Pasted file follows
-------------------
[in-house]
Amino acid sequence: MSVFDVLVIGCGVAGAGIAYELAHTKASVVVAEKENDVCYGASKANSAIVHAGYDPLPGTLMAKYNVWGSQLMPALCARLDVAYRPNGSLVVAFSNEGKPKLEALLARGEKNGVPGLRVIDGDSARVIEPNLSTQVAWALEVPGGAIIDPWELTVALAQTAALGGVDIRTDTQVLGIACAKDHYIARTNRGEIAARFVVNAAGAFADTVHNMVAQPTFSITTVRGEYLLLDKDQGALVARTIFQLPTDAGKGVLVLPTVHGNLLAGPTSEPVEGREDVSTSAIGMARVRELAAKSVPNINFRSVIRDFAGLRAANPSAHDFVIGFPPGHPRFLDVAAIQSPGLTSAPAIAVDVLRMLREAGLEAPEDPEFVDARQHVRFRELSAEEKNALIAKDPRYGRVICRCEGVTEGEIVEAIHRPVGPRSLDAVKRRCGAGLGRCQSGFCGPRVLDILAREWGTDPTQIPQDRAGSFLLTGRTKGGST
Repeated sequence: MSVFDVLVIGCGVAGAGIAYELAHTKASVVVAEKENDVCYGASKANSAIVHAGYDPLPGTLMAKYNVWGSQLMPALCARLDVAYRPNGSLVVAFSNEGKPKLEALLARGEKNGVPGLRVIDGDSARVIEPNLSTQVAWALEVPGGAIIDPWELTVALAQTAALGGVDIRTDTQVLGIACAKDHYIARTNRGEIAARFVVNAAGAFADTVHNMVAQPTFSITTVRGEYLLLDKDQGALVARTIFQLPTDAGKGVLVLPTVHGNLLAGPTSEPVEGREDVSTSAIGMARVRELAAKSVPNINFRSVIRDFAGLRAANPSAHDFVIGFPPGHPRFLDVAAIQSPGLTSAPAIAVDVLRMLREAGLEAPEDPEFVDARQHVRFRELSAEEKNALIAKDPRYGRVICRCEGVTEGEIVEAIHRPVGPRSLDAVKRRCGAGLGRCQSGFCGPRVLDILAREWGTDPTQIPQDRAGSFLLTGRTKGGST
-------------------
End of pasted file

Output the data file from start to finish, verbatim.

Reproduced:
[in-house]
Amino acid sequence: MSVFDVLVIGCGVAGAGIAYELAHTKASVVVAEKENDVCYGASKANSAIVHAGYDPLPGTLMAKYNVWGSQLMPALCARLDVAYRPNGSLVVAFSNEGKPKLEALLARGEKNGVPGLRVIDGDSARVIEPNLSTQVAWALEVPGGAIIDPWELTVALAQTAALGGVDIRTDTQVLGIACAKDHYIARTNRGEIAARFVVNAAGAFADTVHNMVAQPTFSITTVRGEYLLLDKDQGALVARTIFQLPTDAGKGVLVLPTVHGNLLAGPTSEPVEGREDVSTSAIGMARVRELAAKSVPNINFRSVIRDFAGLRAANPSAHDFVIGFPPGHPRFLDVAAIQSPGLTSAPAIAVDVLRMLREAGLEAPEDPEFVDARQHVRFRELSAEEKNALIAKDPRYGRVICRCEGVTEGEIVEAIHRPVGPRSLDAVKRRCGAGLGRCQSGFCGPRVLDILAREWGTDPTQIPQDRAGSFLLTGRTKGGST
Repeated sequence: MSVFDVLVIGCGVAGAGIAYELAHTKASVVVAEKENDVCYGASKANSAIVHAGYDPLPGTLMAKYNVWGSQLMPALCARLDVAYRPNGSLVVAFSNEGKPKLEALLARGEKNGVPGLRVIDGDSARVIEPNLSTQVAWALEVPGGAIIDPWELTVALAQTAALGGVDIRTDTQVLGIACAKDHYIARTNRGEIAARFVVNAAGAFADTVHNMVAQPTFSITTVRGEYLLLDKDQGALVARTIFQLPTDAGKGVLVLPTVHGNLLAGPTSEPVEGREDVSTSAIGMARVRELAAKSVPNINFRSVIRDFAGLRAANPSAHDFVIGFPPGHPRFLDVAAIQSPGLTSAPAIAVDVLRMLREAGLEAPEDPEFVDARQHVRFRELSAEEKNALIAKDPRYGRVICRCEGVTEGEIVEAIHRPVGPRSLDAVKRRCGAGLGRCQSGFCGPRVLDILAREWGTDPTQIPQDRAGSFLLTGRTKGGST